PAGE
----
Why does the world seem such a worse place out of a sudden? ERCAS’s newly launched "Corruption Risk Forecast" allows a more granular view into rule of law and control of corruption developments in over 120 countries.
The V-Dem Project finds only 34 liberal democracies left (home to only 13% of the world population), down from 42 in 2012. The World Justice Project reports 74% declining countries on their rule of law index (which also includes corruption), accounting for 84.7% of the world’s population. As we do not have a universally acknowledged ‘rule of law threshold’, we need to triangulate using several indicators to understand if the trends are indeed so negative and how can we predict future developments.
ERCAS introduces a new complementary forecast on control of corruption, which has more positive news: 23 countries have significantly progressed on control of corruption versus only 9 which experienced significant backslides globally.
Join us for a presentation followed by a roundtable discussion on the global trends in rule of law and control of corruption based on ERCAS’s newly released analytical tool. The tool surveys 120 countries for 12 years relying on objective and actionable indicators, such as press freedom or judicial independence, and on the first ever fact-based transparency measurement for 130 countries.
Rolf Alter is an experienced economist and Senior Fellow at the Hertie School. He spent over 25 years at the Organisation for Economic Co-operation and Development (OECD) in Paris. In 2006, he was appointed Chief of Staff to the OECD Secretary-General, and in 2009 he became Director of Public Governance. He previously also worked for the IMF in Washington, DC, and for the German Ministry of Economy in Bonn. For the last several years, he has been a member of the Advisory Board of the Global Risks Report of the World Economic Forum. Alter’s interests include institutional and regulatory reform, productivity, innovation, results-oriented budgeting, transparency, leadership and integrity. He holds a doctorate from the University of Göttingen. In 2013, he received a doctorate h.c. from the National University of Hungary and in 2016 was awarded the O.P. Dwivedi Award by the International Association of Schools and Institutes of Administration (IASIA) for his outstanding contribution to public administration and policy.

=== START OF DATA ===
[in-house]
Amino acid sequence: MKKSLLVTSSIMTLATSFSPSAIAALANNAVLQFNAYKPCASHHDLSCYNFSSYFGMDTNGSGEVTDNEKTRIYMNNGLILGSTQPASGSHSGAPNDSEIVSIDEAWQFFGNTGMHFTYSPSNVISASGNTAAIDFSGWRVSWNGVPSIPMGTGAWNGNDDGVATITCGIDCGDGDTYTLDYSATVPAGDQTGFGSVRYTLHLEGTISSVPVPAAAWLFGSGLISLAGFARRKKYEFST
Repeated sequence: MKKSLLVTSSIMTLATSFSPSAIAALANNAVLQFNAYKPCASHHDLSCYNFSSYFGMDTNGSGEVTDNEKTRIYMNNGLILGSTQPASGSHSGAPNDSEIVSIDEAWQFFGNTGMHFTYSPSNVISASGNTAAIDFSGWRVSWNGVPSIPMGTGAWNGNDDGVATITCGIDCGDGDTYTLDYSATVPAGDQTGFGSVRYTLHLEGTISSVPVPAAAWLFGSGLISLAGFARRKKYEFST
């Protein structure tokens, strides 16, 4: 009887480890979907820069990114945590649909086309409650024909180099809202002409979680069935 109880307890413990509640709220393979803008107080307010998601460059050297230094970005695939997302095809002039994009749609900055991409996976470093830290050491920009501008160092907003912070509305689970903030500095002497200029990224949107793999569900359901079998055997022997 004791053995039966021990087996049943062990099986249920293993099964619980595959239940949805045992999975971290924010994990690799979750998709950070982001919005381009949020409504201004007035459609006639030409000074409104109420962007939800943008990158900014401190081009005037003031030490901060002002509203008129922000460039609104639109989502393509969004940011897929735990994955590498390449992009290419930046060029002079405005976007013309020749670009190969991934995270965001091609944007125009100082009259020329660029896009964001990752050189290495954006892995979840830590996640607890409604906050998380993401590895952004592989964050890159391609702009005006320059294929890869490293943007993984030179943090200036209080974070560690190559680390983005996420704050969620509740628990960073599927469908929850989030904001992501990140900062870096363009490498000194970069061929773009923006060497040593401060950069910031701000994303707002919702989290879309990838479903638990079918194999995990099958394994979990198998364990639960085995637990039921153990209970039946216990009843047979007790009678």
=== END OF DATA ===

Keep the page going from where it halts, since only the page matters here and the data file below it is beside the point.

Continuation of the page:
Dr. Angela Reitmaier is a member of the Board of Transparency International Germany since June 2019. Previously, she chaired the Working Group on International Agreements which focuses on foreign bribery and corporate accountability. She participated in the Peer Reviews of Germany under the UN Convention against Corruption, the OECD Anti-Bribery Convention and the OECD Guidelines for Multinational Enterprises. She also worked as consultant for Transparency International headquarters in Berlin. Ms. Reitmaier started her career at the Ministry of Economics in Bonn and worked as a lawyer in Washington, D.C. and as MDG Advisor at the Kenyan Secretariat of the New Partnership for Africa’s Development and at UNDP in Nairobi. She holds a PhD in European Communities Law from the Free University of Berlin and a Master of Comparative Law for American Practice from the George Washington University. She completed her legal studies at the University of Hamburg.
Roberto Martínez B. Kukutschka works as Research Coordinator for Transparency International. He conducted research for the large-scale EU-funded Projects ANTICORRP and DIGIWHIST for the European Research Centre for Anti-Corruption and State-Building (ERCAS). Roberto is a governance and anti-corruption expert with over ten years of experience and with a special interest in the measurement of corruption and the distortions that corruption causes on the market. Besides his experience in the NGO and academic sectors, Roberto has also worked for the public sector in Mexico and has served as a consultant for several development agencies, as well as for the European Commission and the Council of Europe.
Alina Mungiu-Pippidi is Professor of Democracy Studies at the Hertie School in Berlin. Her research centres on anti-corruption policy and good governance. Mungiu-Pippidi chairs the European Research Centre for Anti-Corruption and State-Building (ERCAS) where she managed the FP7 research project ANTICORRP and the Horizon 2020 project DIGIWHIST. Mungiu-Pippidi is President of the Romanian Academic Society (SAR) and founder of the social media watchdog platform Clean Romania! (romaniacurata.ro). She studied political science at Harvard University after completing a PhD in Social Psychology in 1995 at the Alexandru Ioan Cuza University of Iaşi in Romania.
CorruptionRisk.Org is a free analysis tool for diagnosis, monitoring, and action against corruption developed by the European Research Centre for Anti-Corruption and State-Building (ERCAS) at the Hertie School.